Renaissance of the canals

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Danube- Main Canal, Map on a tobacco packet of the firm Schwarz and Co, December 15, 1835

With the rise of railways in the mid-nineteenth century, many people predicted a dim future for waterways in Europe.

However, it became clear from the 1870s on that inland water transport had survived and could compete with railways. The limited capacity of steam railways and the growing demand for low-cost, bulky goods best suited for water transport inspired the so-called "Renaissance of Canals."

Especially in Germany, states, local entrepreneurs, municipalities, and large industries pursued plans for new waterways. Rivers were improved for navigation or supplied with a running parallel specifically for transport. The establishment of the Central Association for German Shipping (Zentralverein für Binnenschiffahrt, or ZVfB) in 1873 was part of this renaissance. Through this group's efforts, the length of waterways on the recently unified German territory doubled between 1875 and 1914.

However, this expansion of waterways did not create a complete or uniform network. The improvements were mostly to individual river basins or even selected and unconnected stretches of a river. The waterways varied technologically, partly because of the natural features of the waterway and partly due to other economic and cultural ties.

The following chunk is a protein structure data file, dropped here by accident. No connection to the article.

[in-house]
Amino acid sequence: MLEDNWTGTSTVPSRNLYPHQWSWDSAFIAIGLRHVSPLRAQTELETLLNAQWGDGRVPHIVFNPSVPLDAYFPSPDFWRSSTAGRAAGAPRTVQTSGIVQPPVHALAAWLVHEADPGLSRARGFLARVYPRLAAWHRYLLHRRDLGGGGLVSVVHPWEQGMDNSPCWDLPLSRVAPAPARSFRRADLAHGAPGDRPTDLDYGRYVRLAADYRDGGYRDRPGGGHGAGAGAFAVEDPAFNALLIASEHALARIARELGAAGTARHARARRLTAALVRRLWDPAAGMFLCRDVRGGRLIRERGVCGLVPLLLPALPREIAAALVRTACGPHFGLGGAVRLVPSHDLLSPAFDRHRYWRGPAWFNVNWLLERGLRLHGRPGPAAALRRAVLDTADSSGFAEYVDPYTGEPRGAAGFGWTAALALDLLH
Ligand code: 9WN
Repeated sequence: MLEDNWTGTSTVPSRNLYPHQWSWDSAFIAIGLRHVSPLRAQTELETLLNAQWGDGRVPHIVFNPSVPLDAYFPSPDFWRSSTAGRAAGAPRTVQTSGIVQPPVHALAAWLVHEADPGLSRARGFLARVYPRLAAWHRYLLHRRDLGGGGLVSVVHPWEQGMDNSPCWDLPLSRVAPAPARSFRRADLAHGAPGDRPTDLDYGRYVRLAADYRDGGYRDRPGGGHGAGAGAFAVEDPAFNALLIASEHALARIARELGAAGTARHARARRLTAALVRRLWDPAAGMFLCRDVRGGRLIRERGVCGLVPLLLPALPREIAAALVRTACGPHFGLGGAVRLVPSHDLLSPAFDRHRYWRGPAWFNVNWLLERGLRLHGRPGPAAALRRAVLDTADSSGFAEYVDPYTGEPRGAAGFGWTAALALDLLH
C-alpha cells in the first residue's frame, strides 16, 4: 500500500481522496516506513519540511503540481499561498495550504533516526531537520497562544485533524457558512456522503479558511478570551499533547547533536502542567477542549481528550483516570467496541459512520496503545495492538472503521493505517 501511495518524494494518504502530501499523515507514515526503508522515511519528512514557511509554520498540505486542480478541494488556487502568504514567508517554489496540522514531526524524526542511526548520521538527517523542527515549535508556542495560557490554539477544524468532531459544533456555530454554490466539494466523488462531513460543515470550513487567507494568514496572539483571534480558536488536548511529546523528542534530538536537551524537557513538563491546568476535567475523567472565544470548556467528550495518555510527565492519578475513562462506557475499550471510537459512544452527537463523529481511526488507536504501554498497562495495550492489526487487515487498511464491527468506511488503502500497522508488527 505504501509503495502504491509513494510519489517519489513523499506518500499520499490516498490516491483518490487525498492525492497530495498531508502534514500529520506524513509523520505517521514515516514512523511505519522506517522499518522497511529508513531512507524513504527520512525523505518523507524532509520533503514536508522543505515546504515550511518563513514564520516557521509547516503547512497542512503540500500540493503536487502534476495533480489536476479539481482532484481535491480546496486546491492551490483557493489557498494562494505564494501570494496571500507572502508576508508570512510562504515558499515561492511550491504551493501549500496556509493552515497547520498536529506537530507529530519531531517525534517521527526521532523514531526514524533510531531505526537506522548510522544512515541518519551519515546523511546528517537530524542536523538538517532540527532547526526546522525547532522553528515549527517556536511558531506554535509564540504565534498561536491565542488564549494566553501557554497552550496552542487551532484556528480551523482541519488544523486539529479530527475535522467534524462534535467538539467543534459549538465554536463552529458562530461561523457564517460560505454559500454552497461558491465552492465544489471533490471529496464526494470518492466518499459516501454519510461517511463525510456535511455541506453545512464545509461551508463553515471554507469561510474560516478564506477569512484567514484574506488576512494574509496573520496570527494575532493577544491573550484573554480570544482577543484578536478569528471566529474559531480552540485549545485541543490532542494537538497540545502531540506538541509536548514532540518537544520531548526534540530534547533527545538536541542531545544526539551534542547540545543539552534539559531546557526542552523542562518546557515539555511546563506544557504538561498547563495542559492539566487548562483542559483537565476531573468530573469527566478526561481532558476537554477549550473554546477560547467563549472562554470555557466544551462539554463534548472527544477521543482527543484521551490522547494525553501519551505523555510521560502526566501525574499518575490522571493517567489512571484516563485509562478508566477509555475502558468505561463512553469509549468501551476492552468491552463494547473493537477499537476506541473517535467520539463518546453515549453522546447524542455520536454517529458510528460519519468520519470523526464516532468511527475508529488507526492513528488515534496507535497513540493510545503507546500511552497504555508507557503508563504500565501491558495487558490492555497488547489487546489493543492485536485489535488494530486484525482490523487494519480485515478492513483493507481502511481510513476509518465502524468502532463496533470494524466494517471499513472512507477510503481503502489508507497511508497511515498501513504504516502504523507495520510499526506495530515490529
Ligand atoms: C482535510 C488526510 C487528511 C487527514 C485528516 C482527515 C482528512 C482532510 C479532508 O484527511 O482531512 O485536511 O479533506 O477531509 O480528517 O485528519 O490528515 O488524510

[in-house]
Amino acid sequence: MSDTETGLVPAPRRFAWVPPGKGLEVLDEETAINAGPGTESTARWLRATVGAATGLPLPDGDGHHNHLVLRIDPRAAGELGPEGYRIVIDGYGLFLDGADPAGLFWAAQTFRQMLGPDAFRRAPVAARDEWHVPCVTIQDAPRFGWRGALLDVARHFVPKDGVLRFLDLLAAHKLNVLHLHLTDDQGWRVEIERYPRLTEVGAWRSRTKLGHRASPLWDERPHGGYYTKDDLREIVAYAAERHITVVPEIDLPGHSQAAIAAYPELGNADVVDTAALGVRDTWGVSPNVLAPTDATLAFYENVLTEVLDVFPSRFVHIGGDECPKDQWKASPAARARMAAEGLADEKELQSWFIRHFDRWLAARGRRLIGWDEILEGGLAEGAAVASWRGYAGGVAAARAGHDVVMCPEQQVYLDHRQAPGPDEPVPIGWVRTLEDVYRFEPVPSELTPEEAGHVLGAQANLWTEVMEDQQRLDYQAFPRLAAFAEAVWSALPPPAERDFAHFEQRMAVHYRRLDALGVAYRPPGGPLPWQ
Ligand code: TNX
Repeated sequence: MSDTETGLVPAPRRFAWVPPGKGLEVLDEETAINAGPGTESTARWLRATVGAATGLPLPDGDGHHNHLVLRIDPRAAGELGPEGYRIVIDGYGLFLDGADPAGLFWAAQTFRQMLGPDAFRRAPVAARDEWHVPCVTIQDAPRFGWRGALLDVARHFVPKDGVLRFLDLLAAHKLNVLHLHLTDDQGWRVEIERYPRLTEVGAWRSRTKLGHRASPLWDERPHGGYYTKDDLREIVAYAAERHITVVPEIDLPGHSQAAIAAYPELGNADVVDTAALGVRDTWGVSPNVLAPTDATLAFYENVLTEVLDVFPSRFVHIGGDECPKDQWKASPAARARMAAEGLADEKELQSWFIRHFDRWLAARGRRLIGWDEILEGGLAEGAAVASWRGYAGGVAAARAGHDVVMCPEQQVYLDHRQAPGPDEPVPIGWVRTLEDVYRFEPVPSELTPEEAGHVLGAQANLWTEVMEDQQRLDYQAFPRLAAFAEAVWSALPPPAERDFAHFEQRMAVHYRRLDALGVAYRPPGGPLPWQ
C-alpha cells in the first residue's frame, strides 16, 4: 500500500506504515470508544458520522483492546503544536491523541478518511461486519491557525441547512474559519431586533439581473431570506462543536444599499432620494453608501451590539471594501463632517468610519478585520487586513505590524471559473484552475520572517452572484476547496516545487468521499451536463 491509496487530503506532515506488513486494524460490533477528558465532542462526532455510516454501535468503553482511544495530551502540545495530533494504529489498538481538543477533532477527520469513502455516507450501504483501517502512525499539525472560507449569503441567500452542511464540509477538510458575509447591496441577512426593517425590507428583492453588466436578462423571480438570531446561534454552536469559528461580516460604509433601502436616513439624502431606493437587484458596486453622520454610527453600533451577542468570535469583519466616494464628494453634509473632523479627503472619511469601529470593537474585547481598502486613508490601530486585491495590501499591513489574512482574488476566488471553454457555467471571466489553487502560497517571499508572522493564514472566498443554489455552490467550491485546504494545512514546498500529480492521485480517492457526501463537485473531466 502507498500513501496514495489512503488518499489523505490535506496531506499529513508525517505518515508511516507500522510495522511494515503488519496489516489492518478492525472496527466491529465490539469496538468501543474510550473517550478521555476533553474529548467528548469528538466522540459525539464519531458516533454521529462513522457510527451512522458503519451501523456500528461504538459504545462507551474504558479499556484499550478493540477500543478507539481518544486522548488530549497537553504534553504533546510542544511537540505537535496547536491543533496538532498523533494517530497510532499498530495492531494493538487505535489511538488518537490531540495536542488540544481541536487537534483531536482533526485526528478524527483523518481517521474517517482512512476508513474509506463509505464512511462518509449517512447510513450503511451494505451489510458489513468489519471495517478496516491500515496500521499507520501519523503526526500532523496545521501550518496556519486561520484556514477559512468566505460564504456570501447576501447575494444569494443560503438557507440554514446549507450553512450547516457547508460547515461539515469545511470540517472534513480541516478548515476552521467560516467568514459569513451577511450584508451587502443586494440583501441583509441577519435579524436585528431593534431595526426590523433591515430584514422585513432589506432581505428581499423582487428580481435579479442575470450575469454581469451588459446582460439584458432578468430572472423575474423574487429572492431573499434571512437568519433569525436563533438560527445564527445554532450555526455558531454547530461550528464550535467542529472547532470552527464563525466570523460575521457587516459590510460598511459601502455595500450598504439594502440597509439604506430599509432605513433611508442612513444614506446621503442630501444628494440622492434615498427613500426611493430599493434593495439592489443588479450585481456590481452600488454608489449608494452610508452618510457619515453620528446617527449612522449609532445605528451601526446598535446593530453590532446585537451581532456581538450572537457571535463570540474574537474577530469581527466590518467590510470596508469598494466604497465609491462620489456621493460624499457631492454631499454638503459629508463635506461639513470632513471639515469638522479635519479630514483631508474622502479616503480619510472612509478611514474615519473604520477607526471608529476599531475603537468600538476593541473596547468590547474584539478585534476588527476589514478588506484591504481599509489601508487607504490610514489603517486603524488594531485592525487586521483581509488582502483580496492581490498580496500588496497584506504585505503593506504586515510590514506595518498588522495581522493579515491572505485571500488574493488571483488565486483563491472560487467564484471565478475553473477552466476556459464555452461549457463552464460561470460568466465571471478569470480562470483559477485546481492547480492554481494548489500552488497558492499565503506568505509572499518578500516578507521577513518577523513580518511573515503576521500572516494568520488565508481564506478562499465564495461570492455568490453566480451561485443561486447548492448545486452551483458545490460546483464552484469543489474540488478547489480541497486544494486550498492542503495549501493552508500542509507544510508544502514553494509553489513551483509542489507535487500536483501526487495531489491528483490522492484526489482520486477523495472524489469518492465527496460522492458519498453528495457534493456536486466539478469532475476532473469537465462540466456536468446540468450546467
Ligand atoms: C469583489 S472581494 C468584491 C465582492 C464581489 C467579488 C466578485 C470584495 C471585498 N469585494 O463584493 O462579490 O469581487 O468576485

International commissions on the big rivers of the Rhine and the Danube issued some standards for entire rivers, but limited their efforts to the basic parameters of the waterway itself.

How to cite this page


Jiří Janáč, 'Renaissance of the canals', Inventing Europe,


  1. Jiří Janáč, European Coasts of Bohemia. Negotiating the Danube-Oder-Elbe Canal in a Troubled Twentieth Century. Amsterdam: Amsterdam University Press, 2012.

About this tour


Smooth sailing through Central Europe? Creating inland waterways.

Waterways have seldom respected political boundaries, and developing rules for them on long rivers has been an international problem for centuries. Across the shifting borders of empires, nations, and political blocs, plans and rules for international waterway networks have continued to develop. This has made it necessary to constantly negotiate the optimal size and shape of vessels and canals, and the "rules of the road" for waterways.

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